USS Mayflower (PY-1)
|Builder:||J & G Thomson, Clydebank, Scotland|
|Status:||Purchased by the US Navy, 24 March 1898|
|Acquired:||24 March 1898|
|Commissioned:||24 March 1898|
|Decommissioned:||1 November 1904|
|Recommissioned:||25 July 1905|
|Decommissioned:||22 March 1929|
|Fate:||Sold to private ownership, 19 October 1931|
|Acquired:||by purchase, 31 July 1942|
|Fate:||Transferred to the Coast Guard, 6 September 1943|
|Commissioned:||19 October 1943|
|Decommissioned:||1 July 1946|
|Fate:||Sold, 8 January 1947|
|Displacement:||2,690 long tons (2,730 t)|
|Length:||275 ft (84 m) w.l.|
|Beam:||36 ft (11 m)|
|Draft:||17 ft 2.5 in (5.245 m)|
|Installed power:||4,700 ihp (3,500 kW)|
|Speed:||16.8 kn (31.1 km/h; 19.3 mph)|
|Armament:||6 × 6-pounder guns|
USS Mayflower (PY-1) (later as USCGC Mayflower (WPG-183)) was the second ship in the United States Navy to have that name. Mayflower—a luxurious steam yacht built in 1896 by J. and G. Thompson, Clydebank, Scotland for millionaire Ogden Goelet who died on board the Mayflower in August 1897. Her sister ship, said to be almost identical and built at the same time and in the same yard for brother, Robert Goelet, later became USS Nahma (SP-771).
With the Spanish–American War requiring that the Navy expand rapidly, she was purchased by the Navy from Goelet's estate and commissioned at the New York Navy Yard as the USS Mayflower on 24 March 1898 with Commander M. R. S. McKensie in command.
The Mayflower joined Admiral William T. Sampson's squadron at Key West, Florida on 20 April. Two days later, the squadron sailed to blockade Havana, Cuba. En route, Mayflower captured the Spanish schooner Santiago Apostol. She also took a number of fishing boats and coastal trading vessels. On 11 May, she boarded a large British merchant steamer, which also carried the name Mayflower, and sent the blockade runner to the United States under a prize crew. On the 14th, Alfonso led two Spanish gunboats out of the harbor hoping to break through the American blockade. Mayflower's guns engaged the Spanish warships and drove them back to shelter under the guns of Morro Castle. For the rest of the war, Mayflower guarded the ports of Santiago de Cuba and Cienfuegos.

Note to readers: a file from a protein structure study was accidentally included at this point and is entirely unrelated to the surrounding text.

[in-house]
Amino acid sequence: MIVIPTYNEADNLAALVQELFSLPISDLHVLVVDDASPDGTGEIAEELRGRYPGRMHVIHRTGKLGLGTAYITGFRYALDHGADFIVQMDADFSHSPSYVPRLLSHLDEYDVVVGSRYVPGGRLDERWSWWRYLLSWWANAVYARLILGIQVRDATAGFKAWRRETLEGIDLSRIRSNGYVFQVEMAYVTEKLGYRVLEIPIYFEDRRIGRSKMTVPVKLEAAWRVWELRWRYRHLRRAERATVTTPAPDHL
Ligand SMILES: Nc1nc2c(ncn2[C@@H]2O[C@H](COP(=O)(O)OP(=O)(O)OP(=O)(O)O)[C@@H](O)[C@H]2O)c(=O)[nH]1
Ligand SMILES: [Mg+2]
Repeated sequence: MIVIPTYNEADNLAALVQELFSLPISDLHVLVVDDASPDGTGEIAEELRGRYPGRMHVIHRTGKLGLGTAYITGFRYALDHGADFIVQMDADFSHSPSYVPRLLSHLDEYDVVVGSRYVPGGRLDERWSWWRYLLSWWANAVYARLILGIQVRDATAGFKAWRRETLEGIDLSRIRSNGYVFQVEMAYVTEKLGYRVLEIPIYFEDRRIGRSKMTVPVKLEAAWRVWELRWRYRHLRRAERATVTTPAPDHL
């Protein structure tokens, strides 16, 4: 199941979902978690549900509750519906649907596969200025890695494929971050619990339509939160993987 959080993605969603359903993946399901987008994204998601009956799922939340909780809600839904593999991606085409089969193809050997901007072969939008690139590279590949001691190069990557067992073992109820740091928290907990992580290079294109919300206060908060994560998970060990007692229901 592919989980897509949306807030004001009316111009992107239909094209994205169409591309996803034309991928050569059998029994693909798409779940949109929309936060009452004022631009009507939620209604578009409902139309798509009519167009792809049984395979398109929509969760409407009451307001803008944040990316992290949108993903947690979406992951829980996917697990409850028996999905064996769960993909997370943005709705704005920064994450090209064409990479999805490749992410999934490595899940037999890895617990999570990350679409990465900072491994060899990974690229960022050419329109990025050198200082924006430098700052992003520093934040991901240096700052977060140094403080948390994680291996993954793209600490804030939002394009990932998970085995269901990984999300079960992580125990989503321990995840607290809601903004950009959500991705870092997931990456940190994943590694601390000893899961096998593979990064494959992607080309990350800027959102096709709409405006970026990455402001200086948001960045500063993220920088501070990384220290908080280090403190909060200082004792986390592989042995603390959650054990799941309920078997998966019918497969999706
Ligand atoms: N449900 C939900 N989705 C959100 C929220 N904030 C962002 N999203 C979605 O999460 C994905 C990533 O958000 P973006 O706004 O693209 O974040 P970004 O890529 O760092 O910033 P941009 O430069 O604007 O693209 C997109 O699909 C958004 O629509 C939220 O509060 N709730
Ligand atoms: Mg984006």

Early in 1899, the yacht steamed to New York where she decommissioned on 2 February to be fitted out for special service in Puerto Rican waters. She recommissioned on 15 June 1900, with Commodore Duncan Kennedy in command. At San Juan, she served as headquarters for the government of the island being formed by the first American Governor Charles H. Allen.
In 1902, Mayflower twice served as Admiral George Dewey's flagship. In November 1903, Rear Admiral Joseph Coghlan flew his flag when off Panama during the revolution which established Panamanian independence and pointed toward the construction of the Panama Canal. She sailed to Europe in the summer of 1904, and in the fall carried Secretary of War William Howard Taft on an inspection tour of the West Indies. Mayflower was decommissioned at New York on 1 November 1904 for conversion to a presidential yacht.
Recommissioned on 25 July 1905, with Commander Cameron Winslow in command, she immediately sailed for Oyster Bay, Long Island, New York, to prepare for the peace conference which ended the Russo-Japanese War. President Theodore Roosevelt introduced the Russian and Japanese delegations on board Mayflower on 5 August. The ship continued to play a prominent role in support of the negotiations which won President Roosevelt the Nobel Peace Prize.
After duty as a dispatch boat protecting American interests in Santo Domingo in 1906, Mayflower served as presidential yacht until 1929. She was the scene of many diplomatic and social events during these years. Many members of the world's royal families visited the yacht and numerous persons of great prominence signed her guestbook. President Wilson selected Mayflower as the setting for much of his courtship of Mrs. Edith Bolling Galt.